TORONTO/NEW YORK (Reuters) - Manulife Financial Corp (MFC.TO) is weighing the sale of a number of U.S. insurance assets after conducting a strategic review of its U.S. operations including John Hancock, people familiar with the plans told Reuters this week.
Canada’s biggest insurer has decided not to pursue an initial public offering or an outright sale of the John Hancock unit, after conducting the review, the people added.
Manulife is looking to monetize its less-attractive insurance assets in the United States, according to the people who spoke on condition of anonymity as the information was not public.
The sale of these assets, including variable annuity and long-term care businesses, could bring “several billions of dollars,” the people added, declining to give the precise value of the assets likely to be sold.
“We have a long-standing policy to not comment on rumor or speculation,” a Manulife spokesman said. Manulife reports fourth-quarter results on Wednesday.
Chief Executive Officer Roy Gori told Reuters in November that Manulife was “looking at all options” for John Hancock. There has been speculation in recent years that the business could be sold.
North American insurance companies have been evaluating their businesses as they attempt to bolster earnings at a time when global interest rates have been at historical lows, with life insurance and annuity operations in particular focus. Some have spun off their life insurance operations into separate units, as MetLife (MET.N) did with Brighthouse Financial (BHF.O) last year, while a number of companies have sold off blocks of assets, in particular annuities, to private investors that aim to boost returns through cost cutting. Manulife acquired Boston-based John Hancock, one of the biggest life insurers in the United States, for C$15 billion ($12 billion) in 2004 in a deal that doubled the size of the Canadian insurer.
However, it has in recent years made the high-growth Asia market a priority, and last year picked Gori, head of its Asian unit, to lead Manulife. After his appointment, Gori said Manulife has capital tied up in the United States that could be better used.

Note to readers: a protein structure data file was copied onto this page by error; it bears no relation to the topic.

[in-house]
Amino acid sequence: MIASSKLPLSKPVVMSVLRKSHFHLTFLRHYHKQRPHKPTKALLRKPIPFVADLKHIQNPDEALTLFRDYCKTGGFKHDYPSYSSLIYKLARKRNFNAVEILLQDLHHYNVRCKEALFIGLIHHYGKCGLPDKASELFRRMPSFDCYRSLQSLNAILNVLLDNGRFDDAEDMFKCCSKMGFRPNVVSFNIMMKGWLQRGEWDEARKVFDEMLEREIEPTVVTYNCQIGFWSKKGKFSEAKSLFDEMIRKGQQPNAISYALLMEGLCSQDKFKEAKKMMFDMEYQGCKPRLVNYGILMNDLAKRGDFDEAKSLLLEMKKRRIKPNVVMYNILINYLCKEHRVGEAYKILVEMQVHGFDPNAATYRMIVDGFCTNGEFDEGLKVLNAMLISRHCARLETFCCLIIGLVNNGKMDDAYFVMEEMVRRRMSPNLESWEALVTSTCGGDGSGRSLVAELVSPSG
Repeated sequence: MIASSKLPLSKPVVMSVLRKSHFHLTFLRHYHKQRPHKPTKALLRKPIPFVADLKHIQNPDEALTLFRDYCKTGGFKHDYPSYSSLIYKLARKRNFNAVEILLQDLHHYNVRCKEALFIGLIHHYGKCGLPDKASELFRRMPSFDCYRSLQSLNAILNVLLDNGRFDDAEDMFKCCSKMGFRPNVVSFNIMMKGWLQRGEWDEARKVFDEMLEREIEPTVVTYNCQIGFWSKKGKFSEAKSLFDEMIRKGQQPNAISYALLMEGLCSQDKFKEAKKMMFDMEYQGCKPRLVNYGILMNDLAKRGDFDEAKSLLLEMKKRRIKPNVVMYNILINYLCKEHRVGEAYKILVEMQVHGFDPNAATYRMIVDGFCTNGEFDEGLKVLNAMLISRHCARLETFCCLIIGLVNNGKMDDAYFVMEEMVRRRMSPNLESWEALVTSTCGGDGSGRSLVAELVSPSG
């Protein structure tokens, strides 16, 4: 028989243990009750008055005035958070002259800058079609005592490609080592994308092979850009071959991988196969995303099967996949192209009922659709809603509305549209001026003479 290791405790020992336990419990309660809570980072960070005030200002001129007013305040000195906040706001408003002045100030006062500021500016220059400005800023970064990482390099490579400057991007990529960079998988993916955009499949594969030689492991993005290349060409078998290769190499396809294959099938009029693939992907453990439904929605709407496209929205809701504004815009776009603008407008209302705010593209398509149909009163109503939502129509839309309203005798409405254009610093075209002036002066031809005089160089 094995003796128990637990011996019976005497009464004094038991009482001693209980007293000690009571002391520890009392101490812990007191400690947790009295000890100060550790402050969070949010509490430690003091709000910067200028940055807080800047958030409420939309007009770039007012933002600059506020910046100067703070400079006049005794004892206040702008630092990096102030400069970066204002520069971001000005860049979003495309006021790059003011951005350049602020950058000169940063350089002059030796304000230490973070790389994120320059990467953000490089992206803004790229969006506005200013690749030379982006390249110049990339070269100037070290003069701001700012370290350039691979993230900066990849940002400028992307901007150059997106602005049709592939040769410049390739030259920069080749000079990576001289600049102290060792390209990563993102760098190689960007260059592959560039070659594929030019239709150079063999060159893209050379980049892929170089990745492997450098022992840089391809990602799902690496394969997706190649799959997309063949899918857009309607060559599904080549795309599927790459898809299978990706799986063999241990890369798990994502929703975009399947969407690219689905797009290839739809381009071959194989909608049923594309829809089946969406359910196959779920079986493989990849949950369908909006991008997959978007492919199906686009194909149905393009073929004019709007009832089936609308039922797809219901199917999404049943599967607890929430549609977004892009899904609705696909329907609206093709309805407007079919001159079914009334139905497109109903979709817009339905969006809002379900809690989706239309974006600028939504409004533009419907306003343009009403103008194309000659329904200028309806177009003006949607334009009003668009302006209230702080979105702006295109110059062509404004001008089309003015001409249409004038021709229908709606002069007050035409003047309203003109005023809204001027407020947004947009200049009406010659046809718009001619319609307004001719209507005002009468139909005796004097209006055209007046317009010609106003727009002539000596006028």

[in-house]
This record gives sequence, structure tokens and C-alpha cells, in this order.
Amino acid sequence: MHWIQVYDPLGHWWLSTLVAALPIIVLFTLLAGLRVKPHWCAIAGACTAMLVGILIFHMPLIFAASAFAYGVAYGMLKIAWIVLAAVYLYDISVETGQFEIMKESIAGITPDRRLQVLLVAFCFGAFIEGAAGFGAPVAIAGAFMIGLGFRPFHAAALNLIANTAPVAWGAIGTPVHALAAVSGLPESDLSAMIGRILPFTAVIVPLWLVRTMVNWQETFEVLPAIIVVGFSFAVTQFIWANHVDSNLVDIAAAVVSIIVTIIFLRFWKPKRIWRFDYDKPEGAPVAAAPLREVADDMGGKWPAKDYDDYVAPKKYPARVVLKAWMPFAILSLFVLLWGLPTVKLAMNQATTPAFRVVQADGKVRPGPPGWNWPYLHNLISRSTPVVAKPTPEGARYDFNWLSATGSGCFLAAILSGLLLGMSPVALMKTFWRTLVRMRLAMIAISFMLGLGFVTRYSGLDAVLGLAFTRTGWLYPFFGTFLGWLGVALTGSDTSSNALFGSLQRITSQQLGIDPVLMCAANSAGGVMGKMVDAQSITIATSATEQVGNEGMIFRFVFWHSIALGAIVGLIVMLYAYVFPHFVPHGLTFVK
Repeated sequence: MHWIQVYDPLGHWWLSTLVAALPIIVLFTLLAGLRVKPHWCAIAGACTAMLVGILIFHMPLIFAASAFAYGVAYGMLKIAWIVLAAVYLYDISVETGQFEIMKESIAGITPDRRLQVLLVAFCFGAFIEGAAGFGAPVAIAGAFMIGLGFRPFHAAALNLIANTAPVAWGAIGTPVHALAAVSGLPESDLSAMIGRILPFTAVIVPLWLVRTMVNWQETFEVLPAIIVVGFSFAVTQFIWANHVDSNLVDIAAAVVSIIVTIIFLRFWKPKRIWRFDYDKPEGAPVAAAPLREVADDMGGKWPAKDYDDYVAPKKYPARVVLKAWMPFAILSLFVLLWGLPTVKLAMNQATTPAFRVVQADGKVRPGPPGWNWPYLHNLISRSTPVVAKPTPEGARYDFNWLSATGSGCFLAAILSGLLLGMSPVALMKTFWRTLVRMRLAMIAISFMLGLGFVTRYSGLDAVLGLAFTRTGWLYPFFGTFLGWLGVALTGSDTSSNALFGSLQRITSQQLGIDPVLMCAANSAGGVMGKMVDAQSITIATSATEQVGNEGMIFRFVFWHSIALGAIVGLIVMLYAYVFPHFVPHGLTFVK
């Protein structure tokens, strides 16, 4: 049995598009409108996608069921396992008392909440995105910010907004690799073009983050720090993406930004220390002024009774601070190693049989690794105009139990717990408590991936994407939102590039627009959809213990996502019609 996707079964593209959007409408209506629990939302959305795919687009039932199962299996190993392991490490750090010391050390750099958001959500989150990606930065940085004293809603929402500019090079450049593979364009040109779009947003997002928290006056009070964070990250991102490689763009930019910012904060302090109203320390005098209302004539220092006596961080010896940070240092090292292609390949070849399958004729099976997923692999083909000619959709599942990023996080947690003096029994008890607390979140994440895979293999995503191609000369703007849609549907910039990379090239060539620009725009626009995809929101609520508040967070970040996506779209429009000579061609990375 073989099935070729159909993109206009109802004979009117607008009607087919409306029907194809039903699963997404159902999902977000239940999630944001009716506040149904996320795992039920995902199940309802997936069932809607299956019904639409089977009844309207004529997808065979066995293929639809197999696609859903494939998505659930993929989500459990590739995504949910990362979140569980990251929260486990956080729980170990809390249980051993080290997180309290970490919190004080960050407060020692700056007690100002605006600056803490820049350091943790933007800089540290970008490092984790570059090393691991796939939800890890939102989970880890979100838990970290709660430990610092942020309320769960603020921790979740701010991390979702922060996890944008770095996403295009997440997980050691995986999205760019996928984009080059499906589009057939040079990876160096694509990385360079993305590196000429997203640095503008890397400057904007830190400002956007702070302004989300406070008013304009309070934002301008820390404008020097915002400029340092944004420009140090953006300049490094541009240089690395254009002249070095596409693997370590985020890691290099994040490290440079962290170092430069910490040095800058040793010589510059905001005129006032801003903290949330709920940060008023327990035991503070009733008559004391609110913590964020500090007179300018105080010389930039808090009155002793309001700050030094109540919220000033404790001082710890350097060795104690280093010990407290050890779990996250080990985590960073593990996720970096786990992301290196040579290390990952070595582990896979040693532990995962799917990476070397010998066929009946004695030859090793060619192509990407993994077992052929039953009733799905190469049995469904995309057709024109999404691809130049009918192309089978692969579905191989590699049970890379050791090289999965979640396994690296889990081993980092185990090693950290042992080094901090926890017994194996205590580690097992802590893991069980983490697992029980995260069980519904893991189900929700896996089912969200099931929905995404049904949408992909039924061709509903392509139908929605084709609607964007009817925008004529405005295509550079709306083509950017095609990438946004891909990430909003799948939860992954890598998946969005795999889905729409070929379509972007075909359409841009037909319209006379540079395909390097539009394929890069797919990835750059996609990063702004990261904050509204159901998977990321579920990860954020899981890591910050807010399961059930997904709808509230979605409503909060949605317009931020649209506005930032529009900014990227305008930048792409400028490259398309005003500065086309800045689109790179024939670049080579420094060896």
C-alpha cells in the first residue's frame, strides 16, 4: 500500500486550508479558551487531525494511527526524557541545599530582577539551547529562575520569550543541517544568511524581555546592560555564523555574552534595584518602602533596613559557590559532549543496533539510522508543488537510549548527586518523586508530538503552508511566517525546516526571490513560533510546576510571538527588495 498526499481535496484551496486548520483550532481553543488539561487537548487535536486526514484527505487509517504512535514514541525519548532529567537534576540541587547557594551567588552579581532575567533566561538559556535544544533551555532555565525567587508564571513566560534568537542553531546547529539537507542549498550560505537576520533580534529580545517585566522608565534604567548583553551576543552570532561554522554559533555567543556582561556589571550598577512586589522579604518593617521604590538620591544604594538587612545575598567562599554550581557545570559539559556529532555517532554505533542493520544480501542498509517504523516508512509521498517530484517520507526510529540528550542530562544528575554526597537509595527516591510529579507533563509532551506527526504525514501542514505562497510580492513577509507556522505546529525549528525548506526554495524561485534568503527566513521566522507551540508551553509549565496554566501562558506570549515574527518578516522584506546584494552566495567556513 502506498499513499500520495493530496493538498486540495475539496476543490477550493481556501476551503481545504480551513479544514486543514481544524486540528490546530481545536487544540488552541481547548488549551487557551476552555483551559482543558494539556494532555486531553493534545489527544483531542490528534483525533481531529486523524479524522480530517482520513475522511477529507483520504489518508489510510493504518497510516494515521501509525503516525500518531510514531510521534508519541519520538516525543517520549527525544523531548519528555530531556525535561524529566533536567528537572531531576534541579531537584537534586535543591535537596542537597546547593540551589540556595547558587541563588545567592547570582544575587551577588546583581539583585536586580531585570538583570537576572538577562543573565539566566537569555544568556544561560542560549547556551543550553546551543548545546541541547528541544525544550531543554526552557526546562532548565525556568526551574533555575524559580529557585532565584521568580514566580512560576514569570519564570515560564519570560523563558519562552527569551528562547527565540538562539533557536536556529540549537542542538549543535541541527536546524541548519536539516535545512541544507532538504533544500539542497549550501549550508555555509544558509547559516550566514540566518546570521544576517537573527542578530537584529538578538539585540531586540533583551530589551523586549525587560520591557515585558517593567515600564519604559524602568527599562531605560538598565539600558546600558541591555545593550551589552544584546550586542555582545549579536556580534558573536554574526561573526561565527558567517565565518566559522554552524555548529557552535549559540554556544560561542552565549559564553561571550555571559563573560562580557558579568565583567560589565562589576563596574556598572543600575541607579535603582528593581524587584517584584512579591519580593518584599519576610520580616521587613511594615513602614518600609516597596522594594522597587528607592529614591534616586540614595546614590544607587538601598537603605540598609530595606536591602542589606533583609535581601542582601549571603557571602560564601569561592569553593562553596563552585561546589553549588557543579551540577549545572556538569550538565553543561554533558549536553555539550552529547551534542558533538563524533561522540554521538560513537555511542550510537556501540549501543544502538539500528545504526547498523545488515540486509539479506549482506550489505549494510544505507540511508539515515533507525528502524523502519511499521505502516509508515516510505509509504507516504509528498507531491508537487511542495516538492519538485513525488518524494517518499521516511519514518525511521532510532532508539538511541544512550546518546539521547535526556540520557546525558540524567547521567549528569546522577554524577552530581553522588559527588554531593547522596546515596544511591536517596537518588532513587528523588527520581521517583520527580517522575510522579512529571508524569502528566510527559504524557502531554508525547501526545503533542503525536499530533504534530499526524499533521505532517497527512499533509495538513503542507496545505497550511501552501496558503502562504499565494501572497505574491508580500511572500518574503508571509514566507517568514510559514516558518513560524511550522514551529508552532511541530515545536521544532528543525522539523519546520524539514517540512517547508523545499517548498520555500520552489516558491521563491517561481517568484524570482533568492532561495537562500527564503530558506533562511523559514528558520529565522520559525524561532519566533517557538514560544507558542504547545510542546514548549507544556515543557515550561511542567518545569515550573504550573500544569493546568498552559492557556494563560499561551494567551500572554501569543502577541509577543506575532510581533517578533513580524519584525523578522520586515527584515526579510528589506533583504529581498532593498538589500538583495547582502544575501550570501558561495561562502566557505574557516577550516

RBC analyst Darko Mihelic last year estimated the book value of Manulife’s U.S. legacy businesses, including its long-term care policies, to be C$12.5 billion.
Instead of seeking a whole-business solution for John Hancock, Manulife plans to start offloading blocks of business in the next few months that it regards as unattractive from a returns perspective, according to the sources.
These blocks, which stem both from John Hancock and Manulife’s legacy U.S. operations, are currently being organized internally and would likely include its variable annuity business and parts of its life insurance operations, the people said.
Its asset management operations would not be part of the sales process, they added.
Manulife would also like to offload its U.S. long-term care unit, but it would be challenging to find a willing buyer for the business, the people said, even if it was offered at a substantial discount to book value.
Long-term care is considered one of the most difficult parts of the insurance market, as providers struggle to meet the escalating expense of backing policies due to rising healthcare costs and life expectancy.
Additional reporting by Matt Scuffham; editing by Denny Thomas and Tom Brown